No Forum to Rule Them All: Comity and Conflict in Transnational Frand Disputes

By Greenbaum, Eli | Washington Law Review, September 1, 2019 | Go to article overview

No Forum to Rule Them All: Comity and Conflict in Transnational Frand Disputes


Greenbaum, Eli, Washington Law Review


INTRODUCTION

Patents grant territorial rights-they guard against infringement only within the state that issued the patent.1 In contrast, patent disputes increasingly flout international borders. Patent FRAND litigation in particular tends to sprawl across multiple countries. In a typical FRAND dispute, a patentee has committed to provide a "fair, reasonable and nondiscriminatory" (FRAND) license, but the parties cannot agree on the definitive meaning of those terms.2 Ensuing litigation can entangle the parties in global snarls of the patent, antitrust, and contract laws of multiple jurisdictions, intertwined with questions of international trade policy and national security strategy. While many courts and commentators aim to centralize and thereby streamline these disputes, this Article argues against the instinct to consolidate. Rather, absent other agreement between the parties, FRAND disputes should be resolved through the ordinary territorial structures of patent law, and attempts to simplify these disputes should focus on procedural and substantive coordination between jurisdictions.

Patentees most frequently make FRAND commitments when they are involved in technological standard-setting activities. such technology standards often aim to facilitate global interoperability and, as a result, the disputes that they ignite consistently rage across jurisdictional lines.3 For example, a current FRAND-related dispute between Apple and Qualcomm involves patents covering cellular telecommunication standards.4 Those standards allow for worldwide communication between cellular devices. such devices are built with different hardware, run on different software, and communicate across the separate networks of different countries-yet, the establishment of global telecommunication standards allows for easy communications across those differences.5 The dispute between Apple and Qualcomm over the use of those standards also cuts across national borders, involving civil litigation in five countries and related investigations by a number of national regulatory authorities.6 Similarly, a recent FRAND dispute between Samsung and Huawei involved parallel litigation in both the United States and China,7 and another recent dispute between TCL and Ericsson generated related proceedings in seven countries.8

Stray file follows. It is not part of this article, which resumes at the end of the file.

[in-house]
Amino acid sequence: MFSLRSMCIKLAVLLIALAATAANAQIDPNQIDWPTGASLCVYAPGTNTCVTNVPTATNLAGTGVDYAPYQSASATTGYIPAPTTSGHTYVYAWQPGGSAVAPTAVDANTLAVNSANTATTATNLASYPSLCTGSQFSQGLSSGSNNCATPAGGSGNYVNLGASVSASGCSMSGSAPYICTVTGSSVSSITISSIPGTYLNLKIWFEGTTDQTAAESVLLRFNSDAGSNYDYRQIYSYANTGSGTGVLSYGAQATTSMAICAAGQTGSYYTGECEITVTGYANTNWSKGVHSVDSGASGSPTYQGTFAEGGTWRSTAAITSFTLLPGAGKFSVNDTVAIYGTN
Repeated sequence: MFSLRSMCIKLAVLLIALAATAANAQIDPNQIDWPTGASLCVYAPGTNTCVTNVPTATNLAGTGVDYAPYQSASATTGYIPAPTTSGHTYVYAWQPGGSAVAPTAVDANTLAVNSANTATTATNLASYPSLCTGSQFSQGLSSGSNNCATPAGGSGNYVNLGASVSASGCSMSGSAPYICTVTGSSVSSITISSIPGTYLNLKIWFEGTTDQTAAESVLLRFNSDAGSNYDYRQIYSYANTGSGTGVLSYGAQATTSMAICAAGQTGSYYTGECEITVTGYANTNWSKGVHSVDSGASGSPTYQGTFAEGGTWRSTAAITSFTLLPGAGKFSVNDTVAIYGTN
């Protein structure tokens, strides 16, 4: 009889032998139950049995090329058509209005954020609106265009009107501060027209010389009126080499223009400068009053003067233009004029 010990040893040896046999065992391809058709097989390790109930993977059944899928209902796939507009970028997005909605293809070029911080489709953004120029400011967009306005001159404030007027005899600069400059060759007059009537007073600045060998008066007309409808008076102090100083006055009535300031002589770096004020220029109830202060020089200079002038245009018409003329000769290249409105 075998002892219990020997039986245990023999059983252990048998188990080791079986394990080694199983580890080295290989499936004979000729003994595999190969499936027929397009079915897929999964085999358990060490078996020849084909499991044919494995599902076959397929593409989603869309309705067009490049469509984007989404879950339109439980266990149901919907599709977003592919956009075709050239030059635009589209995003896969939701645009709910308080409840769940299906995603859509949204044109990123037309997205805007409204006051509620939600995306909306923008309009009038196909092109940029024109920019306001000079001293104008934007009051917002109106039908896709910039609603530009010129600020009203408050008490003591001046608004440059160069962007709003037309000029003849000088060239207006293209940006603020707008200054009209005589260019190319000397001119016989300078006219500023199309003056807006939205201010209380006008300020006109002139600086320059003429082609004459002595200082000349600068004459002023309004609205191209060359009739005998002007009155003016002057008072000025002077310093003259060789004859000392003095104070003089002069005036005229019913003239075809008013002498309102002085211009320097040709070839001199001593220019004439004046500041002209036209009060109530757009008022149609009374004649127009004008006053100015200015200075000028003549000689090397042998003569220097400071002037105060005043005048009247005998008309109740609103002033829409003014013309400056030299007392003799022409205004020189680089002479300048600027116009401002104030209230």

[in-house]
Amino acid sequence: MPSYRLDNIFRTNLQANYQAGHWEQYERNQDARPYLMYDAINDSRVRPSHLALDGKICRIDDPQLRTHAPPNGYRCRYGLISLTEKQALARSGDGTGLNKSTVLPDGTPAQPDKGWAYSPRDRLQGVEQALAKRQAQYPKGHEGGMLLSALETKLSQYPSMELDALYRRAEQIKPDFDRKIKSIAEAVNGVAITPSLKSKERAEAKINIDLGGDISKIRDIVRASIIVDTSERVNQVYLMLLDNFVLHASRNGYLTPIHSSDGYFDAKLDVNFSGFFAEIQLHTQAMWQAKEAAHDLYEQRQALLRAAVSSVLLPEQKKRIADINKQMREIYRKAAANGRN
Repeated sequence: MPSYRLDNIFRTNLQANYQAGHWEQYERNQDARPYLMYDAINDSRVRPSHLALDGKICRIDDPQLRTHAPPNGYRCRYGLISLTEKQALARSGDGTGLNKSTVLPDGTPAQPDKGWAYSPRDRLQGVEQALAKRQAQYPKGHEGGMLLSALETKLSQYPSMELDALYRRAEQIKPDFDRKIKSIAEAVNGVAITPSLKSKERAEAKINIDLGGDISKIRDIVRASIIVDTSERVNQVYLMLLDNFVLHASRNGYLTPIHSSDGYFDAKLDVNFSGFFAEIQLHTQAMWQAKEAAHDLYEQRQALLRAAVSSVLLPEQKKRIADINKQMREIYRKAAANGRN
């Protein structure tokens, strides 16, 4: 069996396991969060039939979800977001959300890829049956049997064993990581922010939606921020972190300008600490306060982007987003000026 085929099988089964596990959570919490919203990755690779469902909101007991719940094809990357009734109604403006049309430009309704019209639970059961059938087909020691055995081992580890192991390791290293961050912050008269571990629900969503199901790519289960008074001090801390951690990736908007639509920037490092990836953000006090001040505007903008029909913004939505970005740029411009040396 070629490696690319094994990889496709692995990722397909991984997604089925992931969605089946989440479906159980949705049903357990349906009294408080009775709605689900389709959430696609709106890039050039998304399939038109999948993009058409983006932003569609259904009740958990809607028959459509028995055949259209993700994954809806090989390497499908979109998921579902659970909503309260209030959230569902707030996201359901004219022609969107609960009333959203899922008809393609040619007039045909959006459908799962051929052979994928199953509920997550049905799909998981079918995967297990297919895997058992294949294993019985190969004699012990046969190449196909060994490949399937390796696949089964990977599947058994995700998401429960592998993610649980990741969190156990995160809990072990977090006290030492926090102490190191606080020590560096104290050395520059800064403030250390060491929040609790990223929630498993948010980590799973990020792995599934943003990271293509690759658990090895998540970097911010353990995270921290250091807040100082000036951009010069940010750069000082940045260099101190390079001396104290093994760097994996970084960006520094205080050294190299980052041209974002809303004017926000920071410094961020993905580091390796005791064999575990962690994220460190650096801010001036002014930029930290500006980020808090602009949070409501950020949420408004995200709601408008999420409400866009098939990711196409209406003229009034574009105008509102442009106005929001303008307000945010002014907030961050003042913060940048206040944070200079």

Indeed, FRAND disputes can spawn litigation in each country in which standard-compliant products and services are made available. Each such country can see claims under its domestic patent laws (for example, regarding unlicensed patent infringement), antitrust framework (for example, regarding the unlawful use of market power conferred by standard-essential patents), and contract law (regarding the parties' contractual obligations under the FRAND commitment).9 A number of jurisdictions, sometimes in an attempt to streamline the complexity of the transnational dispute, have recently seized the authority to make a single FRAND royalty determination applicable to worldwide activities. In two recent decisions, a United States district court set FRAND royalty rates for worldwide sales despite parallel foreign litigation.10 Similarly, two British courts have recently asserted the jurisdiction to set worldwide FRAND rates over the defendant's strident objections.11 Additionally, the Chinese judiciary may soon also demand the right to impose a worldwide resolution on FRAND litigants.12 And in the recent United States case of Huawei Techs. Co v. Samsung Elecs. Co.,13 the question of consolidation was squarely before the court.14

This Article argues that courts should resist the temptation to streamline worldwide FRAND litigation through consolidation of the dispute in one jurisdiction. indeed, absent other agreement between the litigants, standard-setting organizations should themselves disavow consolidation and instead require the jurisdiction-by-jurisdiction adjudication of FRAND disputes. Outside the FRAND context, commentators have wrestled with the challenges posed by multinational patent litigation, and a number of scholars have advocated for the consolidation of cross-border disputes in order to reduce the cost and expense of litigation across jurisdictions. …

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